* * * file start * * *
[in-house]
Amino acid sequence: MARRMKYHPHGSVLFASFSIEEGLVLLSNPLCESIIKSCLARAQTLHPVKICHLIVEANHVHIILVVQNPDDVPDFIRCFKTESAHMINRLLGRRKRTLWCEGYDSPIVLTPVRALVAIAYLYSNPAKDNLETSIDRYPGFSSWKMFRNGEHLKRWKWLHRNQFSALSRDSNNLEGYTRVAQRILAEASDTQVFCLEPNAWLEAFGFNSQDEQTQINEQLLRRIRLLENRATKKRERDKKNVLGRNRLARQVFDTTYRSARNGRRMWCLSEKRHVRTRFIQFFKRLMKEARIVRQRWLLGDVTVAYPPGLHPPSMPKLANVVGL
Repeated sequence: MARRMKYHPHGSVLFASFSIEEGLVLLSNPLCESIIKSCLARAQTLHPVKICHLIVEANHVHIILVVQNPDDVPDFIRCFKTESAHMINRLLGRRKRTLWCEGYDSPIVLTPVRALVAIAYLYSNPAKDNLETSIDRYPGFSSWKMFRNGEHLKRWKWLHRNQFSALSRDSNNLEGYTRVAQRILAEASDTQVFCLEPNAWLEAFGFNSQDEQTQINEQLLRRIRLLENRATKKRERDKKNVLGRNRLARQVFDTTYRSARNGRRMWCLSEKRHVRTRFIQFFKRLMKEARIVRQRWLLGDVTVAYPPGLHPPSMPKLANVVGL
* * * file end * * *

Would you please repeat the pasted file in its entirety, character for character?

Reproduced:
[in-house]
Amino acid sequence: MARRMKYHPHGSVLFASFSIEEGLVLLSNPLCESIIKSCLARAQTLHPVKICHLIVEANHVHIILVVQNPDDVPDFIRCFKTESAHMINRLLGRRKRTLWCEGYDSPIVLTPVRALVAIAYLYSNPAKDNLETSIDRYPGFSSWKMFRNGEHLKRWKWLHRNQFSALSRDSNNLEGYTRVAQRILAEASDTQVFCLEPNAWLEAFGFNSQDEQTQINEQLLRRIRLLENRATKKRERDKKNVLGRNRLARQVFDTTYRSARNGRRMWCLSEKRHVRTRFIQFFKRLMKEARIVRQRWLLGDVTVAYPPGLHPPSMPKLANVVGL
Repeated sequence: MARRMKYHPHGSVLFASFSIEEGLVLLSNPLCESIIKSCLARAQTLHPVKICHLIVEANHVHIILVVQNPDDVPDFIRCFKTESAHMINRLLGRRKRTLWCEGYDSPIVLTPVRALVAIAYLYSNPAKDNLETSIDRYPGFSSWKMFRNGEHLKRWKWLHRNQFSALSRDSNNLEGYTRVAQRILAEASDTQVFCLEPNAWLEAFGFNSQDEQTQINEQLLRRIRLLENRATKKRERDKKNVLGRNRLARQVFDTTYRSARNGRRMWCLSEKRHVRTRFIQFFKRLMKEARIVRQRWLLGDVTVAYPPGLHPPSMPKLANVVGL